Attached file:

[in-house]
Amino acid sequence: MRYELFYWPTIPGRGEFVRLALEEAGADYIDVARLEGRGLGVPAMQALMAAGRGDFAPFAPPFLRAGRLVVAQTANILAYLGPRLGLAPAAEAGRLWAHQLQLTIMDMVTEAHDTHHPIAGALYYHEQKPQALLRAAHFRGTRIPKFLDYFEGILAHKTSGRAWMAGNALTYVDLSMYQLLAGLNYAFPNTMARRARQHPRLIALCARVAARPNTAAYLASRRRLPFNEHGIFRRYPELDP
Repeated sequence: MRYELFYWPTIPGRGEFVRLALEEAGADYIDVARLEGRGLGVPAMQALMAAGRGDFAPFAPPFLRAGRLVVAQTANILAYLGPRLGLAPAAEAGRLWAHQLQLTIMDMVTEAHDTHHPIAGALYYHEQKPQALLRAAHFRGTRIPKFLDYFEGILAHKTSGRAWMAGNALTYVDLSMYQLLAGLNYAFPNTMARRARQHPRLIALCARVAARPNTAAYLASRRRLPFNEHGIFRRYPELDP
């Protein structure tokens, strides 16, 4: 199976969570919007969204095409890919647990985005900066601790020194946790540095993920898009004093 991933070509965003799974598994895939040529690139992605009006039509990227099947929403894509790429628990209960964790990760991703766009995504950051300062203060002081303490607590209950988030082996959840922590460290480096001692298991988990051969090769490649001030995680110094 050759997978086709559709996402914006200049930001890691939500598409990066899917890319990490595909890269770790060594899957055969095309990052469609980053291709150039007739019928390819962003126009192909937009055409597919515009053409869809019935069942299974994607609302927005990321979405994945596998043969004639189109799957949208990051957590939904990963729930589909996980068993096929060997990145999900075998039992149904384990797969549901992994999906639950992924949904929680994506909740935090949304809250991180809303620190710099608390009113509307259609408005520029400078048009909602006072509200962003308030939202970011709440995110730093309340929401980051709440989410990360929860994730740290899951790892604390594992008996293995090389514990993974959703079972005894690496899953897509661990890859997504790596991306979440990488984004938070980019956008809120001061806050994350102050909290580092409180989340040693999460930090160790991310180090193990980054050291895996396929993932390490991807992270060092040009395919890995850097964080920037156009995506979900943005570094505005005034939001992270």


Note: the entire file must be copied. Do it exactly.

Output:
[in-house]
Amino acid sequence: MRYELFYWPTIPGRGEFVRLALEEAGADYIDVARLEGRGLGVPAMQALMAAGRGDFAPFAPPFLRAGRLVVAQTANILAYLGPRLGLAPAAEAGRLWAHQLQLTIMDMVTEAHDTHHPIAGALYYHEQKPQALLRAAHFRGTRIPKFLDYFEGILAHKTSGRAWMAGNALTYVDLSMYQLLAGLNYAFPNTMARRARQHPRLIALCARVAARPNTAAYLASRRRLPFNEHGIFRRYPELDP
Repeated sequence: MRYELFYWPTIPGRGEFVRLALEEAGADYIDVARLEGRGLGVPAMQALMAAGRGDFAPFAPPFLRAGRLVVAQTANILAYLGPRLGLAPAAEAGRLWAHQLQLTIMDMVTEAHDTHHPIAGALYYHEQKPQALLRAAHFRGTRIPKFLDYFEGILAHKTSGRAWMAGNALTYVDLSMYQLLAGLNYAFPNTMARRARQHPRLIALCARVAARPNTAAYLASRRRLPFNEHGIFRRYPELDP
């Protein structure tokens, strides 16, 4: 199976969570919007969204095409890919647990985005900066601790020194946790540095993920898009004093 991933070509965003799974598994895939040529690139992605009006039509990227099947929403894509790429628990209960964790990760991703766009995504950051300062203060002081303490607590209950988030082996959840922590460290480096001692298991988990051969090769490649001030995680110094 050759997978086709559709996402914006200049930001890691939500598409990066899917890319990490595909890269770790060594899957055969095309990052469609980053291709150039007739019928390819962003126009192909937009055409597919515009053409869809019935069942299974994607609302927005990321979405994945596998043969004639189109799957949208990051957590939904990963729930589909996980068993096929060997990145999900075998039992149904384990797969549901992994999906639950992924949904929680994506909740935090949304809250991180809303620190710099608390009113509307259609408005520029400078048009909602006072509200962003308030939202970011709440995110730093309340929401980051709440989410990360929860994730740290899951790892604390594992008996293995090389514990993974959703079972005894690496899953897509661990890859997504790596991306979440990488984004938070980019956008809120001061806050994350102050909290580092409180989340040693999460930090160790991310180090193990980054050291895996396929993932390490991807992270060092040009395919890995850097964080920037156009995506979900943005570094505005005034939001992270």